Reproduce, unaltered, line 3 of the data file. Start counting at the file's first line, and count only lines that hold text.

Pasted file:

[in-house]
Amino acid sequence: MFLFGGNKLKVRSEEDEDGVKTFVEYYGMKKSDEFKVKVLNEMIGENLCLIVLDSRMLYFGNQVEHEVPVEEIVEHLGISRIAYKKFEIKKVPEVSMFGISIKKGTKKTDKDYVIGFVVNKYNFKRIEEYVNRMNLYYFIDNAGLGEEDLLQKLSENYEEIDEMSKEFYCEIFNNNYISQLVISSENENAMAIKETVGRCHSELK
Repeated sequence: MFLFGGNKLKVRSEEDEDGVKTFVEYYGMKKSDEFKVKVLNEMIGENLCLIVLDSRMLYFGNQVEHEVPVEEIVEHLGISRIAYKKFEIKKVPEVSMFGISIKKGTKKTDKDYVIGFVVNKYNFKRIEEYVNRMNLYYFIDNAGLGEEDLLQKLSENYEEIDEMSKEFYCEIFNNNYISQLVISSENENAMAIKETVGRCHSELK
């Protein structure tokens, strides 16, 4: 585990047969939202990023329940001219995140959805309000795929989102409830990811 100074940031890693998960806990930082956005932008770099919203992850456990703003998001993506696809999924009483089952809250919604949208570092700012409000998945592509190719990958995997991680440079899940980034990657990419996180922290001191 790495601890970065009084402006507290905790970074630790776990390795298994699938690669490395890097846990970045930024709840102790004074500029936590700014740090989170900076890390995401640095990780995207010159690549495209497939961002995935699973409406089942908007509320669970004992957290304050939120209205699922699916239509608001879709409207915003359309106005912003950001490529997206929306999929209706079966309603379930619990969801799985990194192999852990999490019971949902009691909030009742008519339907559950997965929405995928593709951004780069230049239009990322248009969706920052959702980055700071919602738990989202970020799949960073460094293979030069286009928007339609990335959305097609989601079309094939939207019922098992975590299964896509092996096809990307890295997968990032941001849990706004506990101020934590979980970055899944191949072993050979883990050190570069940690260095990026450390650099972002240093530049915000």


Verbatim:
Repeated sequence: MFLFGGNKLKVRSEEDEDGVKTFVEYYGMKKSDEFKVKVLNEMIGENLCLIVLDSRMLYFGNQVEHEVPVEEIVEHLGISRIAYKKFEIKKVPEVSMFGISIKKGTKKTDKDYVIGFVVNKYNFKRIEEYVNRMNLYYFIDNAGLGEEDLLQKLSENYEEIDEMSKEFYCEIFNNNYISQLVISSENENAMAIKETVGRCHSELK